Thursday, March 18, 2010

Ramli Yusuff: Still ready to serve .

By Neville Spykerman | Malaysianinsider

PETALING JAYA, 15 March 2010 — Once a cop, always a cop. And Datuk Ramli Yusuff (picture), who was acquitted of not disclosing his assets last week, intends to report for duty at Bukit Aman although he reached retirement age of 58 on March 1.

In the event he is told to retire, Ramli wants his pension, gratuity and all retirement benefits befitting his rank of Police Commissioner.

“I hope to meet the Home Minister before reporting in, to see what advice he gives me,” the Former Commercial Crimes Investigation Department Director told The Malaysian Insider last night after holding a doa selamat or thanksgiving prayers at his Petaling Jaya home.

Ramli explained that he was informed he would be suspended until his case was over after he was charged on Nov 2, 2007 for not disclosing information about his assets.

“So I am still a police officer and I have to report. It is up to government to decide if I should continue (on contract) or retire.

“I want a proper send off, because I know I was fixed,” Ramli said, citing legal constraints when declining to elaborate on his case.

He pointed out that the judgment for his case was supposed to have been delivered on Feb 24 but was somehow delayed till last Friday.

“Had I been acquitted on Feb 24, I would have reported in the very next day.”
The veteran police officer was charged with failing to declare ownership of 20,000 Telekom Malaysia Berhad shares, 154,000 Permaju Industries Berhad shares and interest in two office properties worth RM1,032,840.

He was also charged separately in the Kota Kinabalu Sessions court for allegedly using police aircraft to view two pieces of property in which he was alleged to have had an interest in.

That case also ended in an acquittal for Ramli last July 27 after Sessions Court Judge Supang Lian ruled that, “The prosecution failed to prove a prima facie case and the accused deserves to be acquitted and discharged.’’

The prosecution is appealing both cases.

“What are they trying to prove? Haven’t I been through enough? Why do they need to appeal?” he asked.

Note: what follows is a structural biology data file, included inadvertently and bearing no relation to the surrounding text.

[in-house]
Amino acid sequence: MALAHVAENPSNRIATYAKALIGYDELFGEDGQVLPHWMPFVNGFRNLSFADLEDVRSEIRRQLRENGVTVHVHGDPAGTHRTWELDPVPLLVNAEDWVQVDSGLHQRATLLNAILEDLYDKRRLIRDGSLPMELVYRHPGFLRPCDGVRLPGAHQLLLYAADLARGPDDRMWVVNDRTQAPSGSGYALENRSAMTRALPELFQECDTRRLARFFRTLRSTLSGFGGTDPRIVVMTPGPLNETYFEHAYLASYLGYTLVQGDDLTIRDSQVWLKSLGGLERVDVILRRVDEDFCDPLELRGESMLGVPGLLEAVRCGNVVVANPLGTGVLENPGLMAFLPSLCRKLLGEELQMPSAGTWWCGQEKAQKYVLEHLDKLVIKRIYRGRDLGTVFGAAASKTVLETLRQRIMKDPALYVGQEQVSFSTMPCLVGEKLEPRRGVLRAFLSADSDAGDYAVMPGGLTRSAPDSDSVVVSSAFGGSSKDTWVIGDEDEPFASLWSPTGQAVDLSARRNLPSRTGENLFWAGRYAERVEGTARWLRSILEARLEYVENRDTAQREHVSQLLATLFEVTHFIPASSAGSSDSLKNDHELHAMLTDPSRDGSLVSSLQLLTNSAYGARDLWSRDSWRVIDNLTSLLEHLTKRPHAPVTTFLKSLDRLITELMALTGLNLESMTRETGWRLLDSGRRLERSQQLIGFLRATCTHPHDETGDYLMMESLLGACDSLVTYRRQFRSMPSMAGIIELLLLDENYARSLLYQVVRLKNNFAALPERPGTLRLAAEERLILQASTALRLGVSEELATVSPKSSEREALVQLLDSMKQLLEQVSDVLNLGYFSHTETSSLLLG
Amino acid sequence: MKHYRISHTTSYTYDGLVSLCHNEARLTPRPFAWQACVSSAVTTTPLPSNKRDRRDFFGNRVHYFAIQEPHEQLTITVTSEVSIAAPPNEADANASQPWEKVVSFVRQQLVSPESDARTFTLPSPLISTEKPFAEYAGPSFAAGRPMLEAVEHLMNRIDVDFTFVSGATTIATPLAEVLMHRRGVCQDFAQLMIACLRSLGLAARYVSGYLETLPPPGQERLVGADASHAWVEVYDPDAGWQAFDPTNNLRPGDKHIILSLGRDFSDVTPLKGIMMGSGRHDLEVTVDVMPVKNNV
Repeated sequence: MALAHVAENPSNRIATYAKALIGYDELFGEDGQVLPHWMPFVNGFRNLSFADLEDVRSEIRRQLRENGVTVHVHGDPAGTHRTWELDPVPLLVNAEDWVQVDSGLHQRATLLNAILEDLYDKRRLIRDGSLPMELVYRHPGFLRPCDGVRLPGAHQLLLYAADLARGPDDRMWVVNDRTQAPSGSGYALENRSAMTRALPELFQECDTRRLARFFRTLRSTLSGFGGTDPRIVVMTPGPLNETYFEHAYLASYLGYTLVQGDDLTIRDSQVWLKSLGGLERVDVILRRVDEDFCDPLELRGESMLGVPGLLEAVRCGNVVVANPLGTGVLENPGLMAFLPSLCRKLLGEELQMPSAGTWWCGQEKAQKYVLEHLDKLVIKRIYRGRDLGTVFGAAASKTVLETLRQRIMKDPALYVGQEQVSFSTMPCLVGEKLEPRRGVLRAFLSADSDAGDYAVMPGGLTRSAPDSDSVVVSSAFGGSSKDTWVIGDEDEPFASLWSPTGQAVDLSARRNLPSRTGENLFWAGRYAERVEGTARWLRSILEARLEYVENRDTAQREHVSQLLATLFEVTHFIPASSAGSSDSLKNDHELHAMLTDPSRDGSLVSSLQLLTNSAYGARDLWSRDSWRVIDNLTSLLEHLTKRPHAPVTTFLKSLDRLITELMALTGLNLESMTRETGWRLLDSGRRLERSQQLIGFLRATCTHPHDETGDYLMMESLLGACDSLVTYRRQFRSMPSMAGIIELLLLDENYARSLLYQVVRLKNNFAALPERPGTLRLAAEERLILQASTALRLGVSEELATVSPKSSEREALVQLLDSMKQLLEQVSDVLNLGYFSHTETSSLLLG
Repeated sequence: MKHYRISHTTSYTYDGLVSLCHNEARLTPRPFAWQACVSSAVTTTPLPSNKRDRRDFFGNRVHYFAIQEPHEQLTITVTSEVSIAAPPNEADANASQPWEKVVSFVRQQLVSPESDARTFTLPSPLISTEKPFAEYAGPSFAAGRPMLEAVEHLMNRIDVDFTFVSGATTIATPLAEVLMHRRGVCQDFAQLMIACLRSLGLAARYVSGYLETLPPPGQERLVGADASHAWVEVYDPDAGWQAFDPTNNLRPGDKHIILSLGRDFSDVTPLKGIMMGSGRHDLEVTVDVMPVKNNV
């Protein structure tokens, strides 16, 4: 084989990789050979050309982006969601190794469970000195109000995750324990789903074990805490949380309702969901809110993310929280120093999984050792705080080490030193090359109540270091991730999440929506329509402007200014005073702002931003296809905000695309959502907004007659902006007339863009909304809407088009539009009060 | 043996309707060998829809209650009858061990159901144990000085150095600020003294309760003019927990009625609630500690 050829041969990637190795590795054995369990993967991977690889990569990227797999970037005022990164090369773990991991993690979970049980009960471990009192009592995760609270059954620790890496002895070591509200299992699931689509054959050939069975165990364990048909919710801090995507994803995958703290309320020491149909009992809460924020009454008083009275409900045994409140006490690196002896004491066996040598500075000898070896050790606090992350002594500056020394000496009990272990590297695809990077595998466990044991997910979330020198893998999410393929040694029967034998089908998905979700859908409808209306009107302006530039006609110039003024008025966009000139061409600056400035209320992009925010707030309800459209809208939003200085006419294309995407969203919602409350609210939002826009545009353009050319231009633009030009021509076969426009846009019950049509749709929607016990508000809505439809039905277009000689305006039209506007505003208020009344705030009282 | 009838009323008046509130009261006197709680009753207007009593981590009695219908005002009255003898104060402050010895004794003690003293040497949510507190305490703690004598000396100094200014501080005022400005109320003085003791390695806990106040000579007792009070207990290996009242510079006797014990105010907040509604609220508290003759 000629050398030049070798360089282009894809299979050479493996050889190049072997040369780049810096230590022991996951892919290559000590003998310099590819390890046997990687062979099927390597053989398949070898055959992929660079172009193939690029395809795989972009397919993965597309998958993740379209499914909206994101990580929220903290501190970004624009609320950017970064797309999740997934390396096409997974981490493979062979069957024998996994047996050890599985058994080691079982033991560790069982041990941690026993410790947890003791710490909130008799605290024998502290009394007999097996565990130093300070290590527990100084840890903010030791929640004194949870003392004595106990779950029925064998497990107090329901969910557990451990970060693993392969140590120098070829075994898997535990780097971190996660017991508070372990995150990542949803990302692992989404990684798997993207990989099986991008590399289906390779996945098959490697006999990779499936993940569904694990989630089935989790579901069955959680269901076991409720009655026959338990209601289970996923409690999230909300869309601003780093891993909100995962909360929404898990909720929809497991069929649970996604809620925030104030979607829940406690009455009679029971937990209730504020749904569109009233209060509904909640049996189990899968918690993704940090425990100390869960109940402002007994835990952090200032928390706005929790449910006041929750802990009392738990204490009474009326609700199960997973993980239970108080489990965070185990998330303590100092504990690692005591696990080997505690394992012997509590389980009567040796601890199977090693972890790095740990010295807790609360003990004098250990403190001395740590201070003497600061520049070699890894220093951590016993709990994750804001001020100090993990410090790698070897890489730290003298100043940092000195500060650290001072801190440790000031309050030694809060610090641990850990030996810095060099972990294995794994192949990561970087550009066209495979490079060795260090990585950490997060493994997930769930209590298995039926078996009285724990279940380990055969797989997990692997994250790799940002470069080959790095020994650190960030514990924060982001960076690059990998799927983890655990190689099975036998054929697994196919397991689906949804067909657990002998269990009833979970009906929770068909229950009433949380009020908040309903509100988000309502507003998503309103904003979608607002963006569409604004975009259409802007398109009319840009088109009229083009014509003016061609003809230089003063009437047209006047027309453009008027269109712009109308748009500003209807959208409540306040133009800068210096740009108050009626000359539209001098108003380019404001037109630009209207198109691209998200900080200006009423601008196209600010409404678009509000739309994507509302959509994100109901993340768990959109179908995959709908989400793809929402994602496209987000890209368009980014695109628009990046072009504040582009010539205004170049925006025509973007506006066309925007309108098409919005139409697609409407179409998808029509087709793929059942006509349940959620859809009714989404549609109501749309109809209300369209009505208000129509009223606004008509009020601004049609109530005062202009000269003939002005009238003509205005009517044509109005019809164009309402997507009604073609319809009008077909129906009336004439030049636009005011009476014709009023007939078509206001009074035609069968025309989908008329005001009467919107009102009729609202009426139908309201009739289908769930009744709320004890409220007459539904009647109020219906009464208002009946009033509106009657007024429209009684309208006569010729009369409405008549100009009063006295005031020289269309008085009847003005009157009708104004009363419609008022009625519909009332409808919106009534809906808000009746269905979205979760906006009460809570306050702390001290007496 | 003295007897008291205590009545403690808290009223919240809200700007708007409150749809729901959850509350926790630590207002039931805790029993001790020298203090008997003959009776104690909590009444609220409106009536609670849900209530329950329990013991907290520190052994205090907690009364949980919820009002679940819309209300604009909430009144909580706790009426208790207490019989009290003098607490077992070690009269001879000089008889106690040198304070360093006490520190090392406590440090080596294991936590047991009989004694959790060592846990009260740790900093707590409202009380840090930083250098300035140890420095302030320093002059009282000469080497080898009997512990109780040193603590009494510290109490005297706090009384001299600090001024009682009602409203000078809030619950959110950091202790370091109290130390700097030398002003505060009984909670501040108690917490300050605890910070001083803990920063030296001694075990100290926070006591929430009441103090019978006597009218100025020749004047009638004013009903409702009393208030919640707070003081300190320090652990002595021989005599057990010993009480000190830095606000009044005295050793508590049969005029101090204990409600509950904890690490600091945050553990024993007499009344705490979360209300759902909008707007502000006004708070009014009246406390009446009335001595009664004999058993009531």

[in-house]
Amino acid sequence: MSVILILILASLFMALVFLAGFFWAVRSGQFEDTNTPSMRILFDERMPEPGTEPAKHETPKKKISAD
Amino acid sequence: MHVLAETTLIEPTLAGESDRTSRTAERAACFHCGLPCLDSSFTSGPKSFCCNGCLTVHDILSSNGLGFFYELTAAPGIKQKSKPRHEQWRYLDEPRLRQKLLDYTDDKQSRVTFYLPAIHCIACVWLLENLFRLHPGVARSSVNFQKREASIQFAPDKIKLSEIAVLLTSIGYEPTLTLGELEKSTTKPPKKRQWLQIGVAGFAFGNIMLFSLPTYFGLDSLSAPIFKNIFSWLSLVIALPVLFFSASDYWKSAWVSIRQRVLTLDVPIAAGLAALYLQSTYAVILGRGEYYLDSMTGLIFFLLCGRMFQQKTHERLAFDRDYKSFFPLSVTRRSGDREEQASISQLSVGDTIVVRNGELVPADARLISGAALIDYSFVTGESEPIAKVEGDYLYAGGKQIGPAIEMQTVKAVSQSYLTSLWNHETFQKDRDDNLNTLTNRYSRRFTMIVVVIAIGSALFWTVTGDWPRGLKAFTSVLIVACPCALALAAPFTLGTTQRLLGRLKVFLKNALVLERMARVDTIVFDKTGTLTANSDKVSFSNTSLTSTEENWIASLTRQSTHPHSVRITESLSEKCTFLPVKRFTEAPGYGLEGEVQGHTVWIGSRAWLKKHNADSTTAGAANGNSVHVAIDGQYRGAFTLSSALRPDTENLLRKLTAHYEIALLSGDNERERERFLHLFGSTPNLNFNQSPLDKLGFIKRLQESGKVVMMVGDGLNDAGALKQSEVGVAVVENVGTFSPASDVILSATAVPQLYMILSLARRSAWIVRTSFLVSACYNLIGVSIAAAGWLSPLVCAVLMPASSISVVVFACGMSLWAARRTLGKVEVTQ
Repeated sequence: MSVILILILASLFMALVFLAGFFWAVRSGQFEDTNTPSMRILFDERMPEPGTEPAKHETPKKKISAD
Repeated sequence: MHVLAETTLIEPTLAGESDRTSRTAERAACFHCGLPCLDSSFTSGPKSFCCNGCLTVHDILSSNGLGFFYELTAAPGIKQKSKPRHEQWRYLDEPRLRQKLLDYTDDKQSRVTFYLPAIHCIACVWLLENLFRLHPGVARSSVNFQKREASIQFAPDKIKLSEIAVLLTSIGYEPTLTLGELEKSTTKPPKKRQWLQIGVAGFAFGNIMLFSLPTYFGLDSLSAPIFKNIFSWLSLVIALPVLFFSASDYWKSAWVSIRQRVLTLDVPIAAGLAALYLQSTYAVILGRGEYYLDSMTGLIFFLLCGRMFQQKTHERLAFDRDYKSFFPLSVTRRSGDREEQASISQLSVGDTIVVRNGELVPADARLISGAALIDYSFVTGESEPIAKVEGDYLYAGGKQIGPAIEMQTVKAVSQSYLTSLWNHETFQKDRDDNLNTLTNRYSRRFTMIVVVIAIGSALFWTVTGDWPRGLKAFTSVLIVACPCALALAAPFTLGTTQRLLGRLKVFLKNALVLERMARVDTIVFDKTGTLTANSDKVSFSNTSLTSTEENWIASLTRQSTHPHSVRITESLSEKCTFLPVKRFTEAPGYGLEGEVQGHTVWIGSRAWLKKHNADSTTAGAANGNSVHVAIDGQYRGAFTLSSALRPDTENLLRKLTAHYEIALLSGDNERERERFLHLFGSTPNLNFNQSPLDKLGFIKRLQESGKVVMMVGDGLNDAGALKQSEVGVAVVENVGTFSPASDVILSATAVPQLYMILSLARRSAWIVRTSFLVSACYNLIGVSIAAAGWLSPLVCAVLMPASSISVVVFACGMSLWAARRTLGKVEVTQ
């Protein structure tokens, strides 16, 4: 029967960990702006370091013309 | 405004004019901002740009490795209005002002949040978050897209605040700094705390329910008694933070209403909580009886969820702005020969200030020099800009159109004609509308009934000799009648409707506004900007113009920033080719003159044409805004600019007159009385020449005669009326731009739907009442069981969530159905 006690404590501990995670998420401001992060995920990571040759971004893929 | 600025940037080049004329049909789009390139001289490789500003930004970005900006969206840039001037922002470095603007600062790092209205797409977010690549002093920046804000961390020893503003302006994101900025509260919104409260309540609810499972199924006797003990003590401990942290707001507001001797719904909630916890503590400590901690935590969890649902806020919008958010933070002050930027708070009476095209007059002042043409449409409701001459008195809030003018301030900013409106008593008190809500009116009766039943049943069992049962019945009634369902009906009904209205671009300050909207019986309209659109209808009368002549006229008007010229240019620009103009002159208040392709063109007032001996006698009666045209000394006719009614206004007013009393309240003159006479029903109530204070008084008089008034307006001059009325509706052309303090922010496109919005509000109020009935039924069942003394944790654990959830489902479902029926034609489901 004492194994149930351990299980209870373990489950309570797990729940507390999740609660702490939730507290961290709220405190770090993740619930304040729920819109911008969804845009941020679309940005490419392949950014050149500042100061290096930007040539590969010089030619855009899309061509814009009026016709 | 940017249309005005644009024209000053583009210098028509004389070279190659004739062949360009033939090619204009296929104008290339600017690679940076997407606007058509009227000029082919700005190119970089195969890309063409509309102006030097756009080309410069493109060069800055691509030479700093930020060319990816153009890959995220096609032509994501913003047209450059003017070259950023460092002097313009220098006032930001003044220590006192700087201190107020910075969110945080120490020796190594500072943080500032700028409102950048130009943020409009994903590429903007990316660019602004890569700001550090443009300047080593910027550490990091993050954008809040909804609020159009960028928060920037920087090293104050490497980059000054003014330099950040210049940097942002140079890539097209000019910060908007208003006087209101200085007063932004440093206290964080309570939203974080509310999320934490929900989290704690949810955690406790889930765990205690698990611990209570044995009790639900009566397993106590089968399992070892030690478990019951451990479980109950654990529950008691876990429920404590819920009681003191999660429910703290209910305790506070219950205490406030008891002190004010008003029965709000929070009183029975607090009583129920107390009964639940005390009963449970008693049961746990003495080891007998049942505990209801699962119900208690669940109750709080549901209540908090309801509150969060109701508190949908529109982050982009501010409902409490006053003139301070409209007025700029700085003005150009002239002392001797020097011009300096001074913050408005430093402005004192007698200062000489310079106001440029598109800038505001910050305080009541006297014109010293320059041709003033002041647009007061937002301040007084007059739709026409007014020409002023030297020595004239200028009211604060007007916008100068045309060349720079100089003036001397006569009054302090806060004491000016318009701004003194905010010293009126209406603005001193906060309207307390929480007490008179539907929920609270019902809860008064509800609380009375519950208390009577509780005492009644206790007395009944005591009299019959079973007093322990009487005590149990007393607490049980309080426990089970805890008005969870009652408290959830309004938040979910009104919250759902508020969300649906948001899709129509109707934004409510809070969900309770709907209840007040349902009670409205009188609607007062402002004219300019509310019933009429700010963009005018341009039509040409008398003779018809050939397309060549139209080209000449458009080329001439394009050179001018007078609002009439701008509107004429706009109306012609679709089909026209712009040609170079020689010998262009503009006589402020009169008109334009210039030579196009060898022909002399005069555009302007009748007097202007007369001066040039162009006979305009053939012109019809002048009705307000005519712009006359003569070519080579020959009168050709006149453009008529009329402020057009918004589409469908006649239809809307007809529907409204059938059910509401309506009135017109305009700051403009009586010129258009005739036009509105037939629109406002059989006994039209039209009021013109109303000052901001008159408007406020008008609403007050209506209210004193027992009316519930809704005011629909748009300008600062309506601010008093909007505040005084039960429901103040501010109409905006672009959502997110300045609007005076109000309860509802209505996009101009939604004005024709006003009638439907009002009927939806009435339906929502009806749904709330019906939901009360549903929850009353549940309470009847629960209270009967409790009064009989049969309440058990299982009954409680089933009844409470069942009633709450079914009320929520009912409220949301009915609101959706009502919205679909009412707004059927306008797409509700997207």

Having served the force with distinction, the police veteran pointed out that both cases could have been handled internally by the police disciplinary board.
“Instead they choose to play with my life after 38-year-of service. They should not have treated me like this,” Ramli said.

He lamented that as senior police officer, former Prime Minister Tun Abdullah Ahmad Badawi could have just called him but that courtesy was not extended to him.

“Pak Lah was the Home Minister, I was third most senior police officer in the force, he could have at least called me and I could have explained,” he said, using the popular dimunitive for the former premier.

Ramli, who has a law degree, pointed out he was the longest serving Investigating Officer that has served both the Criminal and Commercial Crime Investigation Departments.

Among his top cases was the Jean Pereira murder, where the court allowed a conviction based on circumstantial evidence for the first time.
He added his investigation diary for the case is now a manual for police officers in training.
He pointed out that even Inspector General of Police Tan Sri Musa Hassan had once served directly under him for six years.

Ramli was deputy director of the CID at the time while Musa was head of prosecution.

“At one time, I treated him like my own brother. I never expected this sort of treatment.”

As for the future, Ramli said he has to rebuild his life and reputation from scratch.

“I hope they let me live in peace to do it,” he added.

Dozens of serving and retired police officers, among them former Kuala Lumpur Police Chief Datuk Dell Akbar Khan attended the doa selamat prayers last night.